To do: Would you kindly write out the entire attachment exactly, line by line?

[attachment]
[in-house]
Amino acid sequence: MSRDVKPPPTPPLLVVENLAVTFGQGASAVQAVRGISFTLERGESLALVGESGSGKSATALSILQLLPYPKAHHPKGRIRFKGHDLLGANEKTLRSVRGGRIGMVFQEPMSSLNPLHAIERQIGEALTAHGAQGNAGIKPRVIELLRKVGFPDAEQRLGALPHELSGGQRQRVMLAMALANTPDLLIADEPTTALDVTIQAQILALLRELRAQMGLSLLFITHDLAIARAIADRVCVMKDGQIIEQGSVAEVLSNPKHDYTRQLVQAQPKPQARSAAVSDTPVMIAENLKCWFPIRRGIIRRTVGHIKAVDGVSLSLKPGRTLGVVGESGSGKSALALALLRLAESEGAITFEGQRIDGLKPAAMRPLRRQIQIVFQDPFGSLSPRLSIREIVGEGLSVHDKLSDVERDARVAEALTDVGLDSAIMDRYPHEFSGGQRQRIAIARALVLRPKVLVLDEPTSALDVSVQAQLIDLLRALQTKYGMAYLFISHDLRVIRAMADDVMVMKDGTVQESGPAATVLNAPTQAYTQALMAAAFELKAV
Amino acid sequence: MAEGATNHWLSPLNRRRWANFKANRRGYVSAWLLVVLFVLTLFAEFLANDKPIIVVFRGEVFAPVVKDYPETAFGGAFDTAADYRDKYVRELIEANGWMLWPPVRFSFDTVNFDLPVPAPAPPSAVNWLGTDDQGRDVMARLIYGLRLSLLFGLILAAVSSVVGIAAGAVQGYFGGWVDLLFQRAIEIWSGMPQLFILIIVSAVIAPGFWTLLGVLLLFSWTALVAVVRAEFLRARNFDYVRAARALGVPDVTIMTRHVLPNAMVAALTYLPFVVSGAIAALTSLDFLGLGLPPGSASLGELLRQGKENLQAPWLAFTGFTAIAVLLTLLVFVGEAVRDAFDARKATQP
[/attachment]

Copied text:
[in-house]
Amino acid sequence: MSRDVKPPPTPPLLVVENLAVTFGQGASAVQAVRGISFTLERGESLALVGESGSGKSATALSILQLLPYPKAHHPKGRIRFKGHDLLGANEKTLRSVRGGRIGMVFQEPMSSLNPLHAIERQIGEALTAHGAQGNAGIKPRVIELLRKVGFPDAEQRLGALPHELSGGQRQRVMLAMALANTPDLLIADEPTTALDVTIQAQILALLRELRAQMGLSLLFITHDLAIARAIADRVCVMKDGQIIEQGSVAEVLSNPKHDYTRQLVQAQPKPQARSAAVSDTPVMIAENLKCWFPIRRGIIRRTVGHIKAVDGVSLSLKPGRTLGVVGESGSGKSALALALLRLAESEGAITFEGQRIDGLKPAAMRPLRRQIQIVFQDPFGSLSPRLSIREIVGEGLSVHDKLSDVERDARVAEALTDVGLDSAIMDRYPHEFSGGQRQRIAIARALVLRPKVLVLDEPTSALDVSVQAQLIDLLRALQTKYGMAYLFISHDLRVIRAMADDVMVMKDGTVQESGPAATVLNAPTQAYTQALMAAAFELKAV
Amino acid sequence: MAEGATNHWLSPLNRRRWANFKANRRGYVSAWLLVVLFVLTLFAEFLANDKPIIVVFRGEVFAPVVKDYPETAFGGAFDTAADYRDKYVRELIEANGWMLWPPVRFSFDTVNFDLPVPAPAPPSAVNWLGTDDQGRDVMARLIYGLRLSLLFGLILAAVSSVVGIAAGAVQGYFGGWVDLLFQRAIEIWSGMPQLFILIIVSAVIAPGFWTLLGVLLLFSWTALVAVVRAEFLRARNFDYVRAARALGVPDVTIMTRHVLPNAMVAALTYLPFVVSGAIAALTSLDFLGLGLPPGSASLGELLRQGKENLQAPWLAFTGFTAIAVLLTLLVFVGEAVRDAFDARKATQP